Israel is the only modern, advanced, democratic free country in the region surrounded by primitive societies fueled by a quasi-religion that commands its nutty followers to kill all Jews.

Iran is a dictatorship of Jew-hating Muslim primitives who have brutally oppressed & murdered their own people for over 30 years, destroying all freedoms. The Iranian people are the innocents, along with the Israelis, in this horror movie.

Too bad the US & its NATO puppets didn't invade Iran instead of Libya & help those people to gain their freedom. We wouldn't be facing any threats from a new democratic Iran, once no

Rob and Jay B.
Jay S6 years ago

John D, how interesting that you as an Islamist would take the name of Jesus in vain knowing no one is going to behead you for the offense you give to believing Christians. Let's let someone use Mohammed's name in vain & see what happens.

If anyone here is still naive enough to think little modern, democratic Israel, surrounded by Jew hating Muslim-ruled entities, isn't threatened then here are some quotes from Muslim leaders that should make that clear. Israelis haven't made these hate comments, Muslims have:

"Israel must be wiped off the map."
-- Mahmoud Ahmadinejad, Iranian President, 2005

"Jerusalem belongs to us, and the whole world belongs to us!"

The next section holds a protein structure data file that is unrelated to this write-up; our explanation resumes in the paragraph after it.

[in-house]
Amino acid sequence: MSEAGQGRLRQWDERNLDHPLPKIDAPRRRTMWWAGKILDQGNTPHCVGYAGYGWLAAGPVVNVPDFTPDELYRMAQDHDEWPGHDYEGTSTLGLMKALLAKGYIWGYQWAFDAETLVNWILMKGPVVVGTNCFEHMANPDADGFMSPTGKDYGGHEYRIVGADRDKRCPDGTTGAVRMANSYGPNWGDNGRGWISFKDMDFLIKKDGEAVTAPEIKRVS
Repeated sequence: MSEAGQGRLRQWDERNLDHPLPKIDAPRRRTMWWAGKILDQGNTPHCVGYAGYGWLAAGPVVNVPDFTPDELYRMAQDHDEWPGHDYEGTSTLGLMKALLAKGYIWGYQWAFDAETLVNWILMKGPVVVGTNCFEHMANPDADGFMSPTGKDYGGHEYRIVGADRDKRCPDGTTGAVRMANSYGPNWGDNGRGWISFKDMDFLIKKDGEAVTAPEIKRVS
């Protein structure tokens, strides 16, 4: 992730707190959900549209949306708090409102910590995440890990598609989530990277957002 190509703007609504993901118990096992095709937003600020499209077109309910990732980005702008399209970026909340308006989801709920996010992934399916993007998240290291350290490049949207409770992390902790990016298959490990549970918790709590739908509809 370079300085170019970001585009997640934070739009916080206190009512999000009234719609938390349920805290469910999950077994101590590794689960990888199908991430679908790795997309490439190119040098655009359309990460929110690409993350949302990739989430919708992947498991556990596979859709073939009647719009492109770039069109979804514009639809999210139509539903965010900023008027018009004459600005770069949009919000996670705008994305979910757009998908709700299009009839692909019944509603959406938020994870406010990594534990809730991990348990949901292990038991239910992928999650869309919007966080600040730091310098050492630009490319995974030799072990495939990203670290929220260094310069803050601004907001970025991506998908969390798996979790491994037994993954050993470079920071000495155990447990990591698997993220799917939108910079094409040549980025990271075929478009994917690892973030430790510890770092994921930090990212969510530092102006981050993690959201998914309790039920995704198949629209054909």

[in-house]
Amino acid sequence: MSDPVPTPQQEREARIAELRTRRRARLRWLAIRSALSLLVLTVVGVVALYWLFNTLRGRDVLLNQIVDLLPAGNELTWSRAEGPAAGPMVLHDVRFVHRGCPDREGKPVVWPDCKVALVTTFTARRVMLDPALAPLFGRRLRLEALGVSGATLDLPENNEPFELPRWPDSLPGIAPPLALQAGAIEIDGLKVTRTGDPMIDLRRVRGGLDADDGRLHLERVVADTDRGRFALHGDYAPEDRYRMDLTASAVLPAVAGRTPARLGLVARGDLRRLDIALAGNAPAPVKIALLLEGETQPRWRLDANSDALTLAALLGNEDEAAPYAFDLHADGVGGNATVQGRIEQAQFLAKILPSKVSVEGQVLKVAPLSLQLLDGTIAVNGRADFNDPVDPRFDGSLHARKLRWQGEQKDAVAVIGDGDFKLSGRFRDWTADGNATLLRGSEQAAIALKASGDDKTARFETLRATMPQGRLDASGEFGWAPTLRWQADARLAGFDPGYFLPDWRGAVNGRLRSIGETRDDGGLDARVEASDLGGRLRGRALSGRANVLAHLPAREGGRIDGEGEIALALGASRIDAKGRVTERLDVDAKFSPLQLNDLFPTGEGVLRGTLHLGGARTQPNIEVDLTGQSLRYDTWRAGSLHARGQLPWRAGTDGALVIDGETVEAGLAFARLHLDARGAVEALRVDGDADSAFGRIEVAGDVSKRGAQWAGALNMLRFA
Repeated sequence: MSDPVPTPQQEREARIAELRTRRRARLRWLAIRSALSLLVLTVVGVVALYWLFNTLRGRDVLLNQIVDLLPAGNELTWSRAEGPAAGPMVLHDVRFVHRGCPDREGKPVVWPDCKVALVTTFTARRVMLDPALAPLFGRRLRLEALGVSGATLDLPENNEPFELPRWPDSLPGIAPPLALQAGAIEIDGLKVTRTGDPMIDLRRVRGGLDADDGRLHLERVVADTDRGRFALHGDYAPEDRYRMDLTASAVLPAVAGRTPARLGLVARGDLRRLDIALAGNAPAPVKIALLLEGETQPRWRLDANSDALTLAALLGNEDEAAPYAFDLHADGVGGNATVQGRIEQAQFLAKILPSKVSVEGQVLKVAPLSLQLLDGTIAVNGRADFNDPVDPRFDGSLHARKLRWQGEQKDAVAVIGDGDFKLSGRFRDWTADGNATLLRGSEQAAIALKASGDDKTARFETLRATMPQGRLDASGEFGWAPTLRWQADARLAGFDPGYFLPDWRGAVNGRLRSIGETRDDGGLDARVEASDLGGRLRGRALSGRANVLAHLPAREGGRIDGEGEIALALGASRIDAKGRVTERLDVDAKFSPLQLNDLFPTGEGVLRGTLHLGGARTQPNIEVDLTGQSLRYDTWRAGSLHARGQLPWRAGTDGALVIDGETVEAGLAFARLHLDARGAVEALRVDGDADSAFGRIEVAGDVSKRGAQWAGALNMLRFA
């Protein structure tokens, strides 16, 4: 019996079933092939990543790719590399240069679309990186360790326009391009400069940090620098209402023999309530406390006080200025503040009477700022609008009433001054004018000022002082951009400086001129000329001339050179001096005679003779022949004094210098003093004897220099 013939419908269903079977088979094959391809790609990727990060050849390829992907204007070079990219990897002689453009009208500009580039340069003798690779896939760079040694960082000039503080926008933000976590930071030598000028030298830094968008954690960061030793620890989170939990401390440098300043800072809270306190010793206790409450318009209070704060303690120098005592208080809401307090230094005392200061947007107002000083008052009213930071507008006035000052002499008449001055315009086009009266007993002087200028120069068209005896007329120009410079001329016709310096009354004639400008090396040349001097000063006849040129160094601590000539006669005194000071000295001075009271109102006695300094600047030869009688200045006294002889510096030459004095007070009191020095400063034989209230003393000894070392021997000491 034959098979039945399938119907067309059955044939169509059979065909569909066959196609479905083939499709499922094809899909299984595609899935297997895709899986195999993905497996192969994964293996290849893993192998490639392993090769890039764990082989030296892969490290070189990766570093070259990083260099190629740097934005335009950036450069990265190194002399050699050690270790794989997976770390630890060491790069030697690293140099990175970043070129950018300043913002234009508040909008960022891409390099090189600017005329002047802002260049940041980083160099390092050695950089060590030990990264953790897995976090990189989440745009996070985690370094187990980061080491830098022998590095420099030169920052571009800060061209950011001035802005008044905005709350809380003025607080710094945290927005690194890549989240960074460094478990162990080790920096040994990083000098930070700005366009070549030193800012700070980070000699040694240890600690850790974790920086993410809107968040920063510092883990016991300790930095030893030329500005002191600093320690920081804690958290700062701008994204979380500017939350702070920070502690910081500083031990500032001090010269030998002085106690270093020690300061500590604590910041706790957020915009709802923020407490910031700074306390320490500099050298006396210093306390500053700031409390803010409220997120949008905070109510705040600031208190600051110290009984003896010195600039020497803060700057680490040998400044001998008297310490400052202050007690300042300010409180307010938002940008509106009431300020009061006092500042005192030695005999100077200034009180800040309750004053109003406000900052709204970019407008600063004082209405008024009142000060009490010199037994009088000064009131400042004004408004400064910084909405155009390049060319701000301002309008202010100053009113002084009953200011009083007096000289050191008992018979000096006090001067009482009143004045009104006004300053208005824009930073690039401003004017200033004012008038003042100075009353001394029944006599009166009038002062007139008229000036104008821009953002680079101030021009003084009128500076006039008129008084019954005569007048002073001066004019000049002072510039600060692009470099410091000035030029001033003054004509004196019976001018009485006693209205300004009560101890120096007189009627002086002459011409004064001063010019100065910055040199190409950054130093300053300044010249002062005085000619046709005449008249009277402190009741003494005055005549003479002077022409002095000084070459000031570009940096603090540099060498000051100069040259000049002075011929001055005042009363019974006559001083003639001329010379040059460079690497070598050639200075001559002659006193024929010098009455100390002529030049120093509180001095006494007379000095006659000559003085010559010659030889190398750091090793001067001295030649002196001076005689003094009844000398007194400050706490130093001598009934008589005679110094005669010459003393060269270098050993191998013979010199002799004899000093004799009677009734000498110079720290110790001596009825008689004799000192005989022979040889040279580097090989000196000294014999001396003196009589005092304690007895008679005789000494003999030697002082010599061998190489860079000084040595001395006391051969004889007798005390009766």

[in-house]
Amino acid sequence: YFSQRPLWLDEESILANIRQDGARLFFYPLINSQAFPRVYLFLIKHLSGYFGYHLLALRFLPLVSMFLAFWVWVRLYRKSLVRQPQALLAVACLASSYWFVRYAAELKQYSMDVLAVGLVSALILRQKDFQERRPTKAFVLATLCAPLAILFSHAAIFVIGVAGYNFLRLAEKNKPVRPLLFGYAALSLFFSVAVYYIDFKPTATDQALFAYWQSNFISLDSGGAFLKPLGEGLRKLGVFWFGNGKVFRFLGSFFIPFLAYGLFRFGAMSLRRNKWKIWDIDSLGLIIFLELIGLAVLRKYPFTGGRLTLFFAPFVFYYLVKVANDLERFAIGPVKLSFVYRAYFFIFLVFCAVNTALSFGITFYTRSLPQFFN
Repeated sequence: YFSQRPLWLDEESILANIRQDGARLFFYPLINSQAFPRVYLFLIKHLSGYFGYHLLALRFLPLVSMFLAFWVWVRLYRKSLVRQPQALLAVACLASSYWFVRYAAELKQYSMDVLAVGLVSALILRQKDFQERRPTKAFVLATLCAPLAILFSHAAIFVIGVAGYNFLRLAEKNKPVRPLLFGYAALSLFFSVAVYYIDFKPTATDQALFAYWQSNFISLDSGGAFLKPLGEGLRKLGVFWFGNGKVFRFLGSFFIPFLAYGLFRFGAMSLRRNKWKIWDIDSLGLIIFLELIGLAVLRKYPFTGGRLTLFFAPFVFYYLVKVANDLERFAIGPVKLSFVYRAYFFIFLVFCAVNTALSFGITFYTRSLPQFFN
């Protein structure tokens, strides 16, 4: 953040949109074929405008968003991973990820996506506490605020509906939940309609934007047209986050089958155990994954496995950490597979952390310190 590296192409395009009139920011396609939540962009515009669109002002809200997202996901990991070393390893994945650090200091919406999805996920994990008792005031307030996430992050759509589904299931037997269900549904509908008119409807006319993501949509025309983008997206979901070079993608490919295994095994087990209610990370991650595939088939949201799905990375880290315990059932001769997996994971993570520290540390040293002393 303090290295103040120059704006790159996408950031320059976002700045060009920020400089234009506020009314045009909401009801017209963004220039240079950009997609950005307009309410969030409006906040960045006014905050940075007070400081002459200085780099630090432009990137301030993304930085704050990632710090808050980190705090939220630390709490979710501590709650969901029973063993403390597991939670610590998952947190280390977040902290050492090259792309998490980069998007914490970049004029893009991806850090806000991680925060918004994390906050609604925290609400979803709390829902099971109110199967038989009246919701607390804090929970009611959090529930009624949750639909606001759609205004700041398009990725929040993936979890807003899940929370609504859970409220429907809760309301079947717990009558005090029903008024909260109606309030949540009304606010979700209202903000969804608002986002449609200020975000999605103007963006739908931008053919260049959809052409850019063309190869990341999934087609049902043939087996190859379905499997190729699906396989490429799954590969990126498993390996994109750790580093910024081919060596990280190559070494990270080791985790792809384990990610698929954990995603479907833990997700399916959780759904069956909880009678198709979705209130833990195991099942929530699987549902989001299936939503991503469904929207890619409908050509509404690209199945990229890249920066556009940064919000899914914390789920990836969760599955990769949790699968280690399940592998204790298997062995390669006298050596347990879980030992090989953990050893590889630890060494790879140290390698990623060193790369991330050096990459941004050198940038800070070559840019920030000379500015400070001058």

-- Shaykh Safwat Hegazy, Egyptian member of the Muslim Brotherhood

"If they (Jews) all gather in Israel, it will save us the trouble of going after them worldwide."
-- Hassan Nasrallah, Secretary-General of Lebanon's Hezbollah

"Arabs, rise as one man and fight for your sacred rights. Kill the Jews wherever you find them. This pleases God, history, and religion. This saves your honor. God is with you. "
-- Hajj Amin al Husseini, Grand Mufti of Muslim occupied Jerusalem

Beth S.
Beth S6 years ago

Well, Parvez, I'd put Israel more at a light beige, myself. Although I have red of an area in the south that has a limited outcropping of water impermeable red granite, which has proven useful for limited crop growth.

Regardless of the interesting geological and topographical note, Israel's arsenal, to all but the most intrepid anti-Israel propagandists and their insipid, gullible swallowers, in which category Parvez seems to fall, is clearly a very last-resort, tacit insurance policy against implacable enemies like Iran, which has in no way been threatened by Israel.